You probably don't need to buy a new phone next year

Android figures
(Image credit: Jerry Hildenbrand / Android Central)

Many a smartphone or tech enthusiast is caught in a cycle where without fail, a brand new smartphone gets bought every year. This applies to me, and I know it applies to a lot of people who read websites like Android Central, where we write a lot of words about a lot of new phones.

I've decided I am going to break the chain and I'm not buying a phone until I actually need to buy one. Unless I lose or break what I have now, that means I'm sitting out for the entirety of 2023. I'm also not going to miss a thing by doing it.

I have a Pixel 6 Pro on the desk in front of me. It's not the best Android phone ever made, and it's not the worst Android phone ever made. But it is a good phone that's been dependable while it's been in my hands. 

Google would really like me to buy a Pixel 7, and will certainly have plenty more reasons to share why I should want to ditch my phone that works perfectly well for another phone that works just as perfectly; only a little more perfectly. Or something. 

Google knows that people who have bought a Pixel are more likely to buy another.

A White Samsung Galaxy S22 Plus next to a succulent plant on a table

(Image credit: Nicholas Sutrich / Android Central)

Google isn't unique here. Samsung, Motorola, Apple, and every other company know that when it comes to the enthusiast market, it's easier to entice an existing customer than to lure away a customer who is happy with a product from a different company. 

It really doesn't matter though, because Samsung and everyone else will be doing the same and will try to convince you that you need the next Galaxy S because it's somehow better than your current Galaxy S. Insert Fold, Flip, or even iPhone here, because the same applies. Companies do it because it works.

Think about what you want and need, not what some company wants or needs.

There are plenty of reasons not to buy a new device, but the biggest is that what you have is still great. If it isn't, then forget what I'm saying, find whatever phone you think is best, and it will last you a while. People still using something like a Galaxy S9 are probably ready to move on, and 2023 would be a great time to buy a heavily discounted Galaxy S22.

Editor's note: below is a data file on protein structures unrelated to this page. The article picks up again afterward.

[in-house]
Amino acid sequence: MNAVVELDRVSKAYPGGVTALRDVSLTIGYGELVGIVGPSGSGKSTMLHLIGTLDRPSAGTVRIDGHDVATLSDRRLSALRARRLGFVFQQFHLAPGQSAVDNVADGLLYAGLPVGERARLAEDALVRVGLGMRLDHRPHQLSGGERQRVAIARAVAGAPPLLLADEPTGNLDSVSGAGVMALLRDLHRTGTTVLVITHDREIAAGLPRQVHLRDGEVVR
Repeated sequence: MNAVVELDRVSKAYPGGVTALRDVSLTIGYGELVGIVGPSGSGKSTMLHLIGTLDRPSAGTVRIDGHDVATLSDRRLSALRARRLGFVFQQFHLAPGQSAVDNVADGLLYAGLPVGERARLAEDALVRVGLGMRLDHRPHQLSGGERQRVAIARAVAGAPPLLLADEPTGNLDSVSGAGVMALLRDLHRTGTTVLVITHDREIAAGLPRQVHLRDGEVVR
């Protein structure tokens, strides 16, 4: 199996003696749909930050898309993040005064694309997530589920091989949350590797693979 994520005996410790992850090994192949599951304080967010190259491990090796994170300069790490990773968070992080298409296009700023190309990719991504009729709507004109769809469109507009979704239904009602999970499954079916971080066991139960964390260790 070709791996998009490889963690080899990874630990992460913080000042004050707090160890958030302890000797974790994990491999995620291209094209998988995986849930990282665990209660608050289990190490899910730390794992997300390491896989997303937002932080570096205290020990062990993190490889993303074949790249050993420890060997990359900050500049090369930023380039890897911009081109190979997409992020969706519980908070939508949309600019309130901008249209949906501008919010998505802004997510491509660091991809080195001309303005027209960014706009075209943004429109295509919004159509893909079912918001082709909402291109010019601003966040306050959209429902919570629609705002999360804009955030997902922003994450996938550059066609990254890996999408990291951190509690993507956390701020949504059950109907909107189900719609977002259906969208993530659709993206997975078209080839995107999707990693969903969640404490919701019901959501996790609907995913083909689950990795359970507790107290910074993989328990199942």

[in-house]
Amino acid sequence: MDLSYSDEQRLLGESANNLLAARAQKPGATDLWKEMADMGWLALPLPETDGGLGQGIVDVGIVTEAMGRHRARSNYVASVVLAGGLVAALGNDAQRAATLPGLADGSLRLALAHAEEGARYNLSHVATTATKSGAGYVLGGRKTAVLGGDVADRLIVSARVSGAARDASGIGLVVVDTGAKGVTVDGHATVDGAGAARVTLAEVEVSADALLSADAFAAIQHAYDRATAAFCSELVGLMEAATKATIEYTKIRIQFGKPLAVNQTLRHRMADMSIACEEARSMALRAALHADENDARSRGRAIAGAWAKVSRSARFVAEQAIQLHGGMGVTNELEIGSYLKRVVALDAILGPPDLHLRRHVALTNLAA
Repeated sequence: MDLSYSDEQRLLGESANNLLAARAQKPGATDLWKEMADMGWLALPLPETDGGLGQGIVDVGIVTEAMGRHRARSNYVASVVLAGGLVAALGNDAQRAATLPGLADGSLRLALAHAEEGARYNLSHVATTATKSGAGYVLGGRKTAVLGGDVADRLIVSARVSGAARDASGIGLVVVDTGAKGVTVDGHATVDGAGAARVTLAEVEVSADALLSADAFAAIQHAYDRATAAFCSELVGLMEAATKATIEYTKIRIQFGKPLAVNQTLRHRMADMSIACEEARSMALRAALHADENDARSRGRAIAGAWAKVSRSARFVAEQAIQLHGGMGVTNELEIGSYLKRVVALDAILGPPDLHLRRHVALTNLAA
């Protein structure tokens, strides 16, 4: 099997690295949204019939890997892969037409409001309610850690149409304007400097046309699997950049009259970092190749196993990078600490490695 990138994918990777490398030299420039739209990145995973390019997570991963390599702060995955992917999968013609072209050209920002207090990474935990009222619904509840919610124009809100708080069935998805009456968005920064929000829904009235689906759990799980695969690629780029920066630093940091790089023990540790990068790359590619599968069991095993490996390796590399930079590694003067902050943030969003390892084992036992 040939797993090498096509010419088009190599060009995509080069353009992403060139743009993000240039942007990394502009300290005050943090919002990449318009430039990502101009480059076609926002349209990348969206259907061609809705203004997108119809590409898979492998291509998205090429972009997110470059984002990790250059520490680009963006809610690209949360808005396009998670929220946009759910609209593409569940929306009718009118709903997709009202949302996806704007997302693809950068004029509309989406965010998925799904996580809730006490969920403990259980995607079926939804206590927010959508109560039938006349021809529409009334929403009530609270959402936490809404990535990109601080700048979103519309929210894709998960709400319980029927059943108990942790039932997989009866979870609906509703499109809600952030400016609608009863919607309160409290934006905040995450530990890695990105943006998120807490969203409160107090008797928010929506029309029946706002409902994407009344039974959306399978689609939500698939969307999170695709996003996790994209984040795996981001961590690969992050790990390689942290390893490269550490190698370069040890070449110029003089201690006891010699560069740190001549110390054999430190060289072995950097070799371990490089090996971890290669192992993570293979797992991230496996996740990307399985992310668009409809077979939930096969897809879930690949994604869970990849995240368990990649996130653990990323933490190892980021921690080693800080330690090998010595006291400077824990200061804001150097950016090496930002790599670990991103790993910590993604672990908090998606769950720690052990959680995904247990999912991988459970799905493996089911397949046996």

Not buying a new phone helps the environment, too. Not even counting the stuff that needs to be dug out of the ground to build a phone, there are shipping costs, packaging materials, energy costs, and more associated with building new products and selling older ones. Santa may be able to use elves and magic dust, but in the real world, companies use electricity and diesel fuel to get products to consumers.

Fairphone 4 in pieces

(Image credit: Jerry Hildenbrand)

I want to think that the environmentalist in me is why I'm not buying yet another phone, but being eco-friendly is just a side effect. I'm sitting 2023 out because I don't want to spend the money. It's a decision based on my miserly nature more than anything else.

But I can get away with it. My Pixel 6 Pro is going to do everything it did when I bought it throughout 2023. It's going to have software support and even get a new version of its operating system once Android 13 comes along. The same could have been said for the Galaxy S21 I replaced when I got it, but I just didn't give in to the little voice of cheapness telling me to save my money.

Thank Samsung for forcing companies to support phones longer than a year.

This is a big deal though, because not so long ago, you couldn't count on a company supporting its products when it came to Android phones. Yes, Google has a vested interest in doing it, but until Samsung decided this was important it just wasn't a thing. Thankfully, most companies (looking at you Motorola) have realized that people expect a certain amount of after-purchase attention when they are spending so much money.

If you don't buy a Pixel 7 or Galaxy S23, you almost certainly will miss out on something. I'm not trying to say there will be no differences. What I am saying is that unless you see a feature that you know will enrich your life, things like 5% more battery life or "seems faster" are no longer a good reason to part with something that already works for you.

Google Pixel 7 and Pixel 7 Pro

(Image credit: Google)

I know seeing someone who makes a living writing about new smartphones, and the features that make them great, telling you that you probably shouldn't buy one of them is a bit crazy. But I'm also a strong consumer advocate, and think this really is sound advice. 

Don't buy a new phone unless you absolutely have to. You'll be doing what's best for the planet, saving a chunk of money, and really won't be missing out on much at all.

Jerry Hildenbrand
Senior Editor — Google Ecosystem

Jerry is an amateur woodworker and struggling shade tree mechanic. There's nothing he can't take apart, but many things he can't reassemble. You'll find him writing and speaking his loud opinion on Android Central and occasionally on Twitter.